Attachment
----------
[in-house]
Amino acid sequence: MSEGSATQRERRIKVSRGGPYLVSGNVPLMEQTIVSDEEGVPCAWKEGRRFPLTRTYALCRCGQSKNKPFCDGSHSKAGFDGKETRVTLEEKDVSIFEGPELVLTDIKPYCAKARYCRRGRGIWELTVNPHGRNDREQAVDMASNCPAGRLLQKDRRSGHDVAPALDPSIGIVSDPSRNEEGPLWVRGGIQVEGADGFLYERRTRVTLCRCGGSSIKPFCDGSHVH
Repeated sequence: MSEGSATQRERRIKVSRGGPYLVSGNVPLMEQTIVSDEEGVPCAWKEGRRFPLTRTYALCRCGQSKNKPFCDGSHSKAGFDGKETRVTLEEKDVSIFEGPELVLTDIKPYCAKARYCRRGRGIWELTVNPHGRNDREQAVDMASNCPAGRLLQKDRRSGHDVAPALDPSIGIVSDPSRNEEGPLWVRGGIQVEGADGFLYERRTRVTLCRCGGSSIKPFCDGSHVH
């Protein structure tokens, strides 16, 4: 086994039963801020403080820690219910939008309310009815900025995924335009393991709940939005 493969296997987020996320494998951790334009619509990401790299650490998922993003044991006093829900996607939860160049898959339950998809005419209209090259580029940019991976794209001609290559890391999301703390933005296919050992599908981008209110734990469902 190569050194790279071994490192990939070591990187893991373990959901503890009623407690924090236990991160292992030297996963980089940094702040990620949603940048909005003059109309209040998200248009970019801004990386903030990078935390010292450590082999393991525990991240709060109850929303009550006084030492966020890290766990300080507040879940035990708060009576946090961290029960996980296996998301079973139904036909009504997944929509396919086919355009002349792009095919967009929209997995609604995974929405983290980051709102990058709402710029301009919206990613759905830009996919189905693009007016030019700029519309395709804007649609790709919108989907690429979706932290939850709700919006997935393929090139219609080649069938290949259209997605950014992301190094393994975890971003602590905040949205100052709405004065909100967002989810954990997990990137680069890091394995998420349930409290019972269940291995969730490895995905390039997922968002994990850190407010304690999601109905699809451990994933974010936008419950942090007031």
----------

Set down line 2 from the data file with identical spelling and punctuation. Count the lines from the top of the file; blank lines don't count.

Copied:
Amino acid sequence: MSEGSATQRERRIKVSRGGPYLVSGNVPLMEQTIVSDEEGVPCAWKEGRRFPLTRTYALCRCGQSKNKPFCDGSHSKAGFDGKETRVTLEEKDVSIFEGPELVLTDIKPYCAKARYCRRGRGIWELTVNPHGRNDREQAVDMASNCPAGRLLQKDRRSGHDVAPALDPSIGIVSDPSRNEEGPLWVRGGIQVEGADGFLYERRTRVTLCRCGGSSIKPFCDGSHVH